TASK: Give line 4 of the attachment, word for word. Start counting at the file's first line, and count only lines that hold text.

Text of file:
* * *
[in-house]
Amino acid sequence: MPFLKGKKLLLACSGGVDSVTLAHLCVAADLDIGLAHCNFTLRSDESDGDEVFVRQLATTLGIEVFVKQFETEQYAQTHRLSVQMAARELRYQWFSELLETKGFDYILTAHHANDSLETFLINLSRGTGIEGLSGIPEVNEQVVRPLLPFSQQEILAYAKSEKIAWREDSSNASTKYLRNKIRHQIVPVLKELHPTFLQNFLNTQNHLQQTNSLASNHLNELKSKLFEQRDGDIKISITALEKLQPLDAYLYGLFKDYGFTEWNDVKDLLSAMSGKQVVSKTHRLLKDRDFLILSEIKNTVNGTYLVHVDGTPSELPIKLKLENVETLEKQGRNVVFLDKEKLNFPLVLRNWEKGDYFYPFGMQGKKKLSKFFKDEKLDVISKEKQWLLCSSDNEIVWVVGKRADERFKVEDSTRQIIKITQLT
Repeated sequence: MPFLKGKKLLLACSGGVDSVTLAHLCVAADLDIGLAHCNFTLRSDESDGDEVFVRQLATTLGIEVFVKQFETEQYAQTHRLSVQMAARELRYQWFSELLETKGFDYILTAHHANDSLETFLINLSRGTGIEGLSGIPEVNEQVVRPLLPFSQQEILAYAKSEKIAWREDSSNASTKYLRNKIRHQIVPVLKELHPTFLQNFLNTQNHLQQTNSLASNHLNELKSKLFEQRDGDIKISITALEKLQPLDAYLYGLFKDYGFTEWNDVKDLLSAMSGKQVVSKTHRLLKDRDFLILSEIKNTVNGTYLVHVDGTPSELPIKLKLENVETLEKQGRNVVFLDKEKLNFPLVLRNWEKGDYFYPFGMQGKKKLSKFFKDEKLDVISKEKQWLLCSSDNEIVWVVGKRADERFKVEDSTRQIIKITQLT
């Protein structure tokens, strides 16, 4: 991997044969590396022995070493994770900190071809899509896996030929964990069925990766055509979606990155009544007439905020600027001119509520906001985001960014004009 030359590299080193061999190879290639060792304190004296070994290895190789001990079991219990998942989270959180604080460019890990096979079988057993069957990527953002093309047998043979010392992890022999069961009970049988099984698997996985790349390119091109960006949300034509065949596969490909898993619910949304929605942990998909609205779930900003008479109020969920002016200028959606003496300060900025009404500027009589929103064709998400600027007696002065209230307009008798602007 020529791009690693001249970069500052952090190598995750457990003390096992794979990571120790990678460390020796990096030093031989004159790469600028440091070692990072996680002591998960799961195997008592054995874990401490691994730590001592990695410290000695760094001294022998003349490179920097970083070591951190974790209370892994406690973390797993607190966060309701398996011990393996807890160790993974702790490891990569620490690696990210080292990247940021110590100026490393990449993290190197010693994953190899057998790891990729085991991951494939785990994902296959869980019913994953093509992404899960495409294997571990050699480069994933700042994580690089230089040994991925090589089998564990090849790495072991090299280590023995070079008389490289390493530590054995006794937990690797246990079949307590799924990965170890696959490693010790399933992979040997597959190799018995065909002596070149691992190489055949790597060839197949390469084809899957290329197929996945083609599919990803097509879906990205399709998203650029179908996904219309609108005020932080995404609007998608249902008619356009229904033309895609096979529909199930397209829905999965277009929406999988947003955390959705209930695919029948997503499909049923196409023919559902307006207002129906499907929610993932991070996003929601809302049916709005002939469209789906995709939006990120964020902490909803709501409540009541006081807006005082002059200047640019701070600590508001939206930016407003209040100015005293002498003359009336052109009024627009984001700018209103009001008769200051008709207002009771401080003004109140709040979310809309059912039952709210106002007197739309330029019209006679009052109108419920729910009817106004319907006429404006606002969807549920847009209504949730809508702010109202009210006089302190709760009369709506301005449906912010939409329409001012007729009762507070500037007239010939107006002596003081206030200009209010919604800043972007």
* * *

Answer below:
């Protein structure tokens, strides 16, 4: 991997044969590396022995070493994770900190071809899509896996030929964990069925990766055509979606990155009544007439905020600027001119509520906001985001960014004009 030359590299080193061999190879290639060792304190004296070994290895190789001990079991219990998942989270959180604080460019890990096979079988057993069957990527953002093309047998043979010392992890022999069961009970049988099984698997996985790349390119091109960006949300034509065949596969490909898993619910949304929605942990998909609205779930900003008479109020969920002016200028959606003496300060900025009404500027009589929103064709998400600027007696002065209230307009008798602007 020529791009690693001249970069500052952090190598995750457990003390096992794979990571120790990678460390020796990096030093031989004159790469600028440091070692990072996680002591998960799961195997008592054995874990401490691994730590001592990695410290000695760094001294022998003349490179920097970083070591951190974790209370892994406690973390797993607190966060309701398996011990393996807890160790993974702790490891990569620490690696990210080292990247940021110590100026490393990449993290190197010693994953190899057998790891990729085991991951494939785990994902296959869980019913994953093509992404899960495409294997571990050699480069994933700042994580690089230089040994991925090589089998564990090849790495072991090299280590023995070079008389490289390493530590054995006794937990690797246990079949307590799924990965170890696959490693010790399933992979040997597959190799018995065909002596070149691992190489055949790597060839197949390469084809899957290329197929996945083609599919990803097509879906990205399709998203650029179908996904219309609108005020932080995404609007998608249902008619356009229904033309895609096979529909199930397209829905999965277009929406999988947003955390959705209930695919029948997503499909049923196409023919559902307006207002129906499907929610993932991070996003929601809302049916709005002939469209789906995709939006990120964020902490909803709501409540009541006081807006005082002059200047640019701070600590508001939206930016407003209040100015005293002498003359009336052109009024627009984001700018209103009001008769200051008709207002009771401080003004109140709040979310809309059912039952709210106002007197739309330029019209006679009052109108419920729910009817106004319907006429404006606002969807549920847009209504949730809508702010109202009210006089302190709760009369709506301005449906912010939409329409001012007729009762507070500037007239010939107006002596003081206030200009209010919604800043972007």